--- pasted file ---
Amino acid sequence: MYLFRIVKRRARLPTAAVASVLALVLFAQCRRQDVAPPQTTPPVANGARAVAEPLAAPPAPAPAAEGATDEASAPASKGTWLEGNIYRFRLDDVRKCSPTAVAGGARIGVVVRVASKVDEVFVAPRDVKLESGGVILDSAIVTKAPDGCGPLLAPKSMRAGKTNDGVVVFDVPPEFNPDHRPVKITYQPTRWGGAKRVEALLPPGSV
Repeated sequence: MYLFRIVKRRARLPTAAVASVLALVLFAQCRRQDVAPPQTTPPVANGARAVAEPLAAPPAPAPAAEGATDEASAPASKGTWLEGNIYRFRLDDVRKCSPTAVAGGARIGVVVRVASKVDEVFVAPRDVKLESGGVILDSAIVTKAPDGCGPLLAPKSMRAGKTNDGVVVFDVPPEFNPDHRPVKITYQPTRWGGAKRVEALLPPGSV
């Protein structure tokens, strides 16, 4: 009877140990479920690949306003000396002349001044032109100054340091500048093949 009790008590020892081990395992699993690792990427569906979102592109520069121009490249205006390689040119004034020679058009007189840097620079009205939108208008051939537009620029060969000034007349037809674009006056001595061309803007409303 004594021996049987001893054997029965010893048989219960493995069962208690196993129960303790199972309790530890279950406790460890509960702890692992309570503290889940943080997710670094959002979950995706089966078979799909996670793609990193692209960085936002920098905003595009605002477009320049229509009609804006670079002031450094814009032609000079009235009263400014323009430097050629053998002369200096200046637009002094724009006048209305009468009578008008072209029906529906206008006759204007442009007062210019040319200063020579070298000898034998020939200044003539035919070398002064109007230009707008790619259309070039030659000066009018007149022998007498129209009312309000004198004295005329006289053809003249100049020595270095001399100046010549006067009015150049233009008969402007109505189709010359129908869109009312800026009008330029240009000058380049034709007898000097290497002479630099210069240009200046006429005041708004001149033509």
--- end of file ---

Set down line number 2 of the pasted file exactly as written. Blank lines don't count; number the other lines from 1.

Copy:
Repeated sequence: MYLFRIVKRRARLPTAAVASVLALVLFAQCRRQDVAPPQTTPPVANGARAVAEPLAAPPAPAPAAEGATDEASAPASKGTWLEGNIYRFRLDDVRKCSPTAVAGGARIGVVVRVASKVDEVFVAPRDVKLESGGVILDSAIVTKAPDGCGPLLAPKSMRAGKTNDGVVVFDVPPEFNPDHRPVKITYQPTRWGGAKRVEALLPPGSV